The crew responsible for extracting all of the historic American performance cars from the sinkhole under the National Corvette Museum was hard at work yesterday – this time removing the black 1962 Chevrolet Corvette (see video) which was perched precariously along the side of the hole in the Earth with a 10,000lb slab of concrete pressed against the front end. Patrick Rall reports from TorqueNews.com
The 1962 Chevrolet Corvette was the most difficult car to remove as the first step of the extraction process. After spending day 1 removing the 2009 Blue Devil and the Ruby Red 40th Anniversary Edition 1993 Corvette – both of which were as simple as lifting them out of the hole – day 2 saw a much greater challenge.
The 1962 Corvette didn’t fall nearly as far as the other 7 Corvettes in the massive sinkhole, but when it fell a large portion of the Skydome floor ended up pressed against the front end of the classic Vette. Also, the 1962 Corvette was part of a “lift display” under the 1993 Ruby Red Corvette and that lift also fell into the hole. The team was concerned that if they simply pulled the 1962 Corvette away from the 5 ton concrete slab, the sheet of manmade rock could shift and either cause more damage to the 1962 Corvette or it could fall into the hole and cause extensive damage to one of the other 5 cars still buried below. Because of those concerns, the team had to devise a plan to secure that concrete slab before moving the 62 Corvette. In addition to the headache of dealing with the concrete slab, the type of wheels and the angle at which the 62 Corvette was propped made it impossible for the extraction crew to lift this Corvette by the wheels like they did with the first two cars that came out of the hole yesterday.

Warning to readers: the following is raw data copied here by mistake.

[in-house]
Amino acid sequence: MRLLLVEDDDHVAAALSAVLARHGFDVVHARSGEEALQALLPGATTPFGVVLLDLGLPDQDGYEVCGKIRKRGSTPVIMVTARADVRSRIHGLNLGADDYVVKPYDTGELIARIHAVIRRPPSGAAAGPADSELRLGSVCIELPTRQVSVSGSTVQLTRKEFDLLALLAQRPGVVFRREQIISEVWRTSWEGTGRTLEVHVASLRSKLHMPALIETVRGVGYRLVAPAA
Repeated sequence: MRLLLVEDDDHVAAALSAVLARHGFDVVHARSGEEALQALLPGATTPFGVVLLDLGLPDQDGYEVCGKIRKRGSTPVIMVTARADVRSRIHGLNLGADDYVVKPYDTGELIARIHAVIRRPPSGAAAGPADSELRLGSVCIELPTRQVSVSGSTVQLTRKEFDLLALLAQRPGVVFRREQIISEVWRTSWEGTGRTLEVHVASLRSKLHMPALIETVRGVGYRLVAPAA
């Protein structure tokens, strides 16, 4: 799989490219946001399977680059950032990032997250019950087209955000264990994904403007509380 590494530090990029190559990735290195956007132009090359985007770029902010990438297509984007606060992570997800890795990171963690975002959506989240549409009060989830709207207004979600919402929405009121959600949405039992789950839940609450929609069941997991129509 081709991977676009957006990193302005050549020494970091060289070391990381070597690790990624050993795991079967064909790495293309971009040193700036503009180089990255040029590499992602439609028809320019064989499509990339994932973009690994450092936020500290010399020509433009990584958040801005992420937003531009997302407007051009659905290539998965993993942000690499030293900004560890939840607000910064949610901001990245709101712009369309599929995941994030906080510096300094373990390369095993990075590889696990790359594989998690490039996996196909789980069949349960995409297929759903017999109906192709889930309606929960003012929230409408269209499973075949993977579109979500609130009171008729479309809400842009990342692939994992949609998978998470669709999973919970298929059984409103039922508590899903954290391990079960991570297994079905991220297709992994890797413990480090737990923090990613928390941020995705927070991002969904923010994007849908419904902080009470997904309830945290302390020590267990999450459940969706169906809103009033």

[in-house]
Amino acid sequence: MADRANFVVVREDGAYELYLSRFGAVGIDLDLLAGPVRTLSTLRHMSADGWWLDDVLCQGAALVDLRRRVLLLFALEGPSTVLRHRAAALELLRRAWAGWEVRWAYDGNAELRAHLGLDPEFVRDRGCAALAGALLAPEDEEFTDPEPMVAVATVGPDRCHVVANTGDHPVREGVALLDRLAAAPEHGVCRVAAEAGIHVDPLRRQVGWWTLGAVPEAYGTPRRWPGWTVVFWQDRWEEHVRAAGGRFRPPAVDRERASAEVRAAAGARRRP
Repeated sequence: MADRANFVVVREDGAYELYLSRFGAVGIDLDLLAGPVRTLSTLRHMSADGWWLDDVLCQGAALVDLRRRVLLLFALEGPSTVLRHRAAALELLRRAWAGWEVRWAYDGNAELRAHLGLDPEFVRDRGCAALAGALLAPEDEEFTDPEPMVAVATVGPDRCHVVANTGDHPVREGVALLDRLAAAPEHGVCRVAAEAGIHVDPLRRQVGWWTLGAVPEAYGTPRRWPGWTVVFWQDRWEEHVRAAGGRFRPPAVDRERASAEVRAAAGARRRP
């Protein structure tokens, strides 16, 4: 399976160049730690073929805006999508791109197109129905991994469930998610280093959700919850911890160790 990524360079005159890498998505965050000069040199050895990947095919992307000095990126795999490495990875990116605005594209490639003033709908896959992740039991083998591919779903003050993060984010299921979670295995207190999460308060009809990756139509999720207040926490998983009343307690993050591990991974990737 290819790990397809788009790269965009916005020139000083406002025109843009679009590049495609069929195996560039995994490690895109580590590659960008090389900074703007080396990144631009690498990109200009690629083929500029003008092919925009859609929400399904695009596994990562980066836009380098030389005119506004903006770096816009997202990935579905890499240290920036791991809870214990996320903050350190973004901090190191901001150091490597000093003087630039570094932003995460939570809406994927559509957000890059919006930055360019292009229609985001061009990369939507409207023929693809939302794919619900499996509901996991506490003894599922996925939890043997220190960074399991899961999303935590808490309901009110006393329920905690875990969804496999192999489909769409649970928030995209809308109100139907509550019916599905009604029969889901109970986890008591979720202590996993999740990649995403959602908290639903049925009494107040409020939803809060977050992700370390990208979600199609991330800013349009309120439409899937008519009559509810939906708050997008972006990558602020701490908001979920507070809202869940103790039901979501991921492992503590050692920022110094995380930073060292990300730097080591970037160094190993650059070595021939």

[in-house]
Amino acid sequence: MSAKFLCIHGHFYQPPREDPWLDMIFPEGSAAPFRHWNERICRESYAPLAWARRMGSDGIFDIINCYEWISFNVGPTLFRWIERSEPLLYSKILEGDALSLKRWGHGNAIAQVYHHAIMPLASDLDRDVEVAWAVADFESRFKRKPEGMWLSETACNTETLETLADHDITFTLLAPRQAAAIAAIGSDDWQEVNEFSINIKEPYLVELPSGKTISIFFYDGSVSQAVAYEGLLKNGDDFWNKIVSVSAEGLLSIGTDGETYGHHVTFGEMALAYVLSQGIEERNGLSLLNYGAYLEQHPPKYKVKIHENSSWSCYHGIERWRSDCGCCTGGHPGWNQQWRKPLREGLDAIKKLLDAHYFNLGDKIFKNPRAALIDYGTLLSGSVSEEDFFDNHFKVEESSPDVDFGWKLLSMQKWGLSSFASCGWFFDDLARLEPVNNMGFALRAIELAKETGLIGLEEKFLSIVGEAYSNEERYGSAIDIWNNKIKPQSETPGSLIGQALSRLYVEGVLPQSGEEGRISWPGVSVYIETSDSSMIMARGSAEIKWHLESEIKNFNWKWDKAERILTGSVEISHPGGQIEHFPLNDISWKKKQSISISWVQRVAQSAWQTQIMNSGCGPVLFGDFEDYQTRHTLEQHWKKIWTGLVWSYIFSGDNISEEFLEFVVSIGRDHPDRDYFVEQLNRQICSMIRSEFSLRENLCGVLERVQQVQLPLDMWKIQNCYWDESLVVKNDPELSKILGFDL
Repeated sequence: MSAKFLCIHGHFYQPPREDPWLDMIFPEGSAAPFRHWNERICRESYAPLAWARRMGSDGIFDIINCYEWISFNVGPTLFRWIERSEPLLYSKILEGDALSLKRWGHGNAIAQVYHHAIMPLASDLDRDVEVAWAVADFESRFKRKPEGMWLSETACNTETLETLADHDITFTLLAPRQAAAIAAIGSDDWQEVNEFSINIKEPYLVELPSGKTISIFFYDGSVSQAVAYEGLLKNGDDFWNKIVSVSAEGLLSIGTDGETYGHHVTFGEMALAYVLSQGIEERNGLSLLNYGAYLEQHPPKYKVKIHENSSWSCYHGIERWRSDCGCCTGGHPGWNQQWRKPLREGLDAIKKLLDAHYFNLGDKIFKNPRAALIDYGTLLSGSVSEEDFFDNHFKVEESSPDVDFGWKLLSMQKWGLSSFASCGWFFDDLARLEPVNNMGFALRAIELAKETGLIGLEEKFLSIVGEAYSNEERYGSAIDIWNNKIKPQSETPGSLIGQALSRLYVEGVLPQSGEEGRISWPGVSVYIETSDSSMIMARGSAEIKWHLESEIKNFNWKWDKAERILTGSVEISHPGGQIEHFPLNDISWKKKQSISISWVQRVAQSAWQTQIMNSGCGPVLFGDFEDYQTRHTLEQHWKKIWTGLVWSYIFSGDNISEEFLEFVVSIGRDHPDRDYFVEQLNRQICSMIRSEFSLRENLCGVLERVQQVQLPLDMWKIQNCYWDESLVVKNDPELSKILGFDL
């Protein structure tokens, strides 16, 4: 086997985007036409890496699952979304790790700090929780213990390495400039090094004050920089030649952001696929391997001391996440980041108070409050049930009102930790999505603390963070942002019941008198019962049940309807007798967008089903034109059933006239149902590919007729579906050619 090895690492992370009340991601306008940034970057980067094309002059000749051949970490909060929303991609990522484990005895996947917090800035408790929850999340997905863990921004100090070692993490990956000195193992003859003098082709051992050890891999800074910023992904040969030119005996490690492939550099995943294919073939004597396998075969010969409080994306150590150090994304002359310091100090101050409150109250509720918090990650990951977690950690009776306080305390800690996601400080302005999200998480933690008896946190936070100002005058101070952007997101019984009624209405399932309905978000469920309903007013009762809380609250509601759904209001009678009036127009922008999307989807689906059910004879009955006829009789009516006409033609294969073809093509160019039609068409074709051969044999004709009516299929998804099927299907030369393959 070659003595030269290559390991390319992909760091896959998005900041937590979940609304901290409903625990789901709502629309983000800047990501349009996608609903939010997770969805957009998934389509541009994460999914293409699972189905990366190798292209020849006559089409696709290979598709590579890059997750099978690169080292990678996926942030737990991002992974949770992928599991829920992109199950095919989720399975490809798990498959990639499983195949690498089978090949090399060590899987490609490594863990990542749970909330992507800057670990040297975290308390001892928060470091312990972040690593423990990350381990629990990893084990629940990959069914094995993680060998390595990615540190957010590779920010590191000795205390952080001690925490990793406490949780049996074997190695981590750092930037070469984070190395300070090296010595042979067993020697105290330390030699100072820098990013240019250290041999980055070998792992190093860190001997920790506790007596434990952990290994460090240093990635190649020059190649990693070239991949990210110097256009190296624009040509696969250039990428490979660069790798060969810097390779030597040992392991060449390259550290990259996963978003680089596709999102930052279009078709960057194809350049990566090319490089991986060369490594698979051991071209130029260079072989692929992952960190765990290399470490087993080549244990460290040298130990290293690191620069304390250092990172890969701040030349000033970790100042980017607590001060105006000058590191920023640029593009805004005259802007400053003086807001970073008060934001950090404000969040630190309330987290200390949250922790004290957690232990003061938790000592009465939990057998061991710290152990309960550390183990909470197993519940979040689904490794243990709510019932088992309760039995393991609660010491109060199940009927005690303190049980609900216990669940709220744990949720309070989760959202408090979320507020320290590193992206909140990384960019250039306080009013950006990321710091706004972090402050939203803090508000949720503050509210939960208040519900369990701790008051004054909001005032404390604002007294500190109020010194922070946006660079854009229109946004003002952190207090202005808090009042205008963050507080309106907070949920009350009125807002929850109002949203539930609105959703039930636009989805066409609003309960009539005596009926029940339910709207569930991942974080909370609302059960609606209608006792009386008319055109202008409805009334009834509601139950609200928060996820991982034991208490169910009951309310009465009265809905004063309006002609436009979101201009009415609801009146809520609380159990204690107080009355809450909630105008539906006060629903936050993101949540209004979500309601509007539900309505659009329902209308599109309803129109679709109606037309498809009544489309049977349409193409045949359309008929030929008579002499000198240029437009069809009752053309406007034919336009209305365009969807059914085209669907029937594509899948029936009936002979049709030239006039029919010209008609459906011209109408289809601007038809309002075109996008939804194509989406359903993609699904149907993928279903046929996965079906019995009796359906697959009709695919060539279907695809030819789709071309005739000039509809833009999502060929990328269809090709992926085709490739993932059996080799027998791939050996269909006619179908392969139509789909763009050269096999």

Once the team had drilled a hole through the concrete slab and secured it – as well as removing the crumpled lift – they were able to remove the hood and run lifting cables around the front portion of the chassis which holds the engine in place. Thick strips were wrapped around the engine mounts and the radiator support, then attaching crane cables to those straps so that the 1962 Corvette coule be lifted out nose first. Once up and out of the hole, the black 62 Corvette was carefully set on all four wheels. While it did not start and drive away like the 2009 Corvette, the team was able to push it easily out of the opening in the side of the Skydome.
"The recovery of the first three cars went flawlessly, and the cars are in remarkably good shape," said John Spencer, manufacturing integration manager for Corvette. Spencer. "Unfortunately, the remaining five cars are either partially or totally covered in debris. We expect their recovery will be much more challenging, and the cars to be in much worse condition."
The extraction went as well as the team had expected, but the removal of the other five historic Corvettes will likely be much more difficult. With the first three, the team was able to examine the cars from almost every direction to lay out their extraction plan, but the next five are either totally or partially buried in debris, dirt and other Corvettes. Because of this, the team will have to move forward in careful stages, removing layers of debris as they get closer to each car.
Check out the time lapse video below to watch the extraction process of the 1962 Chevrolet Corvette from the National Corvette Museum sinkhole and stay tuned to TorqueNews.com for news on every step of the NCM repair process.